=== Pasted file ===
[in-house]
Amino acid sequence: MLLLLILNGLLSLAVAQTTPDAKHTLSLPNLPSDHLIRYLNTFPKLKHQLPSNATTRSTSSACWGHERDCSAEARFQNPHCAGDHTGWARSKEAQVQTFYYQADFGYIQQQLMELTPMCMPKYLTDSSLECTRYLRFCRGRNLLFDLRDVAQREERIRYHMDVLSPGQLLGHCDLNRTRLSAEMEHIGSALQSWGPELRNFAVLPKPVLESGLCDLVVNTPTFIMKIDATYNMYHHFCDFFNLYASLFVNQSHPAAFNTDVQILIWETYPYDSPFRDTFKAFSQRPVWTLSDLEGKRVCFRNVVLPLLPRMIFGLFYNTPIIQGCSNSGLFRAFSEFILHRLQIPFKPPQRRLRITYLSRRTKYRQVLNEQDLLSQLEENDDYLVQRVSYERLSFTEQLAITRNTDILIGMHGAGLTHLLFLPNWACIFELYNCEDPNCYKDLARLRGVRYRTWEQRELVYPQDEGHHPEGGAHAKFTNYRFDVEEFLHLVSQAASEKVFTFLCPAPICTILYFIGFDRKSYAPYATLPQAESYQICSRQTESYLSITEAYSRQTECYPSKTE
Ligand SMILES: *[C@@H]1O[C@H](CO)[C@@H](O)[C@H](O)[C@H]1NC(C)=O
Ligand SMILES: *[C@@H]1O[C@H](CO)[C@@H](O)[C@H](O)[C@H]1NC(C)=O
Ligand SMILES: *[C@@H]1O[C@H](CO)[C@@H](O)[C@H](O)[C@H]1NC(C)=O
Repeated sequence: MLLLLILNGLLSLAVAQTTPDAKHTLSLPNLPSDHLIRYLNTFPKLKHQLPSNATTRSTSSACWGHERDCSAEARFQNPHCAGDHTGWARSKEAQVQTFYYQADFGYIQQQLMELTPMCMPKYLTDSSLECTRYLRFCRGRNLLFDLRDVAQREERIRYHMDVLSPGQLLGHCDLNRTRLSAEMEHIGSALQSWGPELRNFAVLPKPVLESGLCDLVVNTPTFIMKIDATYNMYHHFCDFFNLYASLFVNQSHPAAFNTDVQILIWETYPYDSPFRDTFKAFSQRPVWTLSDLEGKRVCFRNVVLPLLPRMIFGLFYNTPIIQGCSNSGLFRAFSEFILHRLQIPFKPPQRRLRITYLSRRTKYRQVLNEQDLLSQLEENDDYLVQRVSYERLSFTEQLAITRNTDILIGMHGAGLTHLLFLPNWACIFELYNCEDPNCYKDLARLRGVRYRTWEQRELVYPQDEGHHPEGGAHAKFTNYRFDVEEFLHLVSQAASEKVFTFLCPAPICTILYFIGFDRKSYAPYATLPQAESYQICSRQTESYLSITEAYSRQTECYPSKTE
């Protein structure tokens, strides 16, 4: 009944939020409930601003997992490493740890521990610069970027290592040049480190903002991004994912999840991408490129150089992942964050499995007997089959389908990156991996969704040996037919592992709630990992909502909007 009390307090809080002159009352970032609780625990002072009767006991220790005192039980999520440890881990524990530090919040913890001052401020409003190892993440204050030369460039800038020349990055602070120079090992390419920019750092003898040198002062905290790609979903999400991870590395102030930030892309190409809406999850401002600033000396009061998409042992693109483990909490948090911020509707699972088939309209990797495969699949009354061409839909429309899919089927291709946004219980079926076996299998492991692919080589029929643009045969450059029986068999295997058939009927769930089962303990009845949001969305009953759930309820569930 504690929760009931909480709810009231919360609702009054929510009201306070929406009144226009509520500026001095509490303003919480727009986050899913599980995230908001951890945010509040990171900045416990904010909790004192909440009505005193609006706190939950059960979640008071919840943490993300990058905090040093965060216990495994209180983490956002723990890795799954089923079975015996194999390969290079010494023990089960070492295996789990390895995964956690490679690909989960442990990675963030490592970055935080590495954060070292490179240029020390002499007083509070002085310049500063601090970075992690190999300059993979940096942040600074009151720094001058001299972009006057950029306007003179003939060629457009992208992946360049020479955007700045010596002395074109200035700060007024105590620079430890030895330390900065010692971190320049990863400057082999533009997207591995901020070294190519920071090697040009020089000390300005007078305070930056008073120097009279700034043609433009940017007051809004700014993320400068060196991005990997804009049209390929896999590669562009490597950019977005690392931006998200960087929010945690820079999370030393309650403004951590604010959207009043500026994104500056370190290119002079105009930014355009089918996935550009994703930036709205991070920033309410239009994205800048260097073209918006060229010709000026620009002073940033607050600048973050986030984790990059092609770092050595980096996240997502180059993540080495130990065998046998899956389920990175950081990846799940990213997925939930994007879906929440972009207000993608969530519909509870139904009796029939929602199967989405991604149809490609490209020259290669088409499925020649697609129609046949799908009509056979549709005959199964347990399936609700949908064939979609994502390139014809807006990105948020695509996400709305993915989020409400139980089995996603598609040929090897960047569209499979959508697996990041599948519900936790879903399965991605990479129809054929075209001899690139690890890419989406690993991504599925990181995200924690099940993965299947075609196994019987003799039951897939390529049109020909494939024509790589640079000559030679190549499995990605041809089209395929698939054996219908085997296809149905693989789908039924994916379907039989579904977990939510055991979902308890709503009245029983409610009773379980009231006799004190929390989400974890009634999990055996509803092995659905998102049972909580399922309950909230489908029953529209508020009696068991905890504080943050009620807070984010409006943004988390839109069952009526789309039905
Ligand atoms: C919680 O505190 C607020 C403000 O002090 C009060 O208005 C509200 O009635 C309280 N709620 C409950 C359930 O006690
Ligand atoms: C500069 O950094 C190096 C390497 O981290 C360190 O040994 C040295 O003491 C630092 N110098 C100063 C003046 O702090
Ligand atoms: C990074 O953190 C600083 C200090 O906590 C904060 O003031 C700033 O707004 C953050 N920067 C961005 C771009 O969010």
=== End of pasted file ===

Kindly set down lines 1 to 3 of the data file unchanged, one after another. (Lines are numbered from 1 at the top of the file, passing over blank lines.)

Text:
[in-house]
Amino acid sequence: MLLLLILNGLLSLAVAQTTPDAKHTLSLPNLPSDHLIRYLNTFPKLKHQLPSNATTRSTSSACWGHERDCSAEARFQNPHCAGDHTGWARSKEAQVQTFYYQADFGYIQQQLMELTPMCMPKYLTDSSLECTRYLRFCRGRNLLFDLRDVAQREERIRYHMDVLSPGQLLGHCDLNRTRLSAEMEHIGSALQSWGPELRNFAVLPKPVLESGLCDLVVNTPTFIMKIDATYNMYHHFCDFFNLYASLFVNQSHPAAFNTDVQILIWETYPYDSPFRDTFKAFSQRPVWTLSDLEGKRVCFRNVVLPLLPRMIFGLFYNTPIIQGCSNSGLFRAFSEFILHRLQIPFKPPQRRLRITYLSRRTKYRQVLNEQDLLSQLEENDDYLVQRVSYERLSFTEQLAITRNTDILIGMHGAGLTHLLFLPNWACIFELYNCEDPNCYKDLARLRGVRYRTWEQRELVYPQDEGHHPEGGAHAKFTNYRFDVEEFLHLVSQAASEKVFTFLCPAPICTILYFIGFDRKSYAPYATLPQAESYQICSRQTESYLSITEAYSRQTECYPSKTE
Ligand SMILES: *[C@@H]1O[C@H](CO)[C@@H](O)[C@H](O)[C@H]1NC(C)=O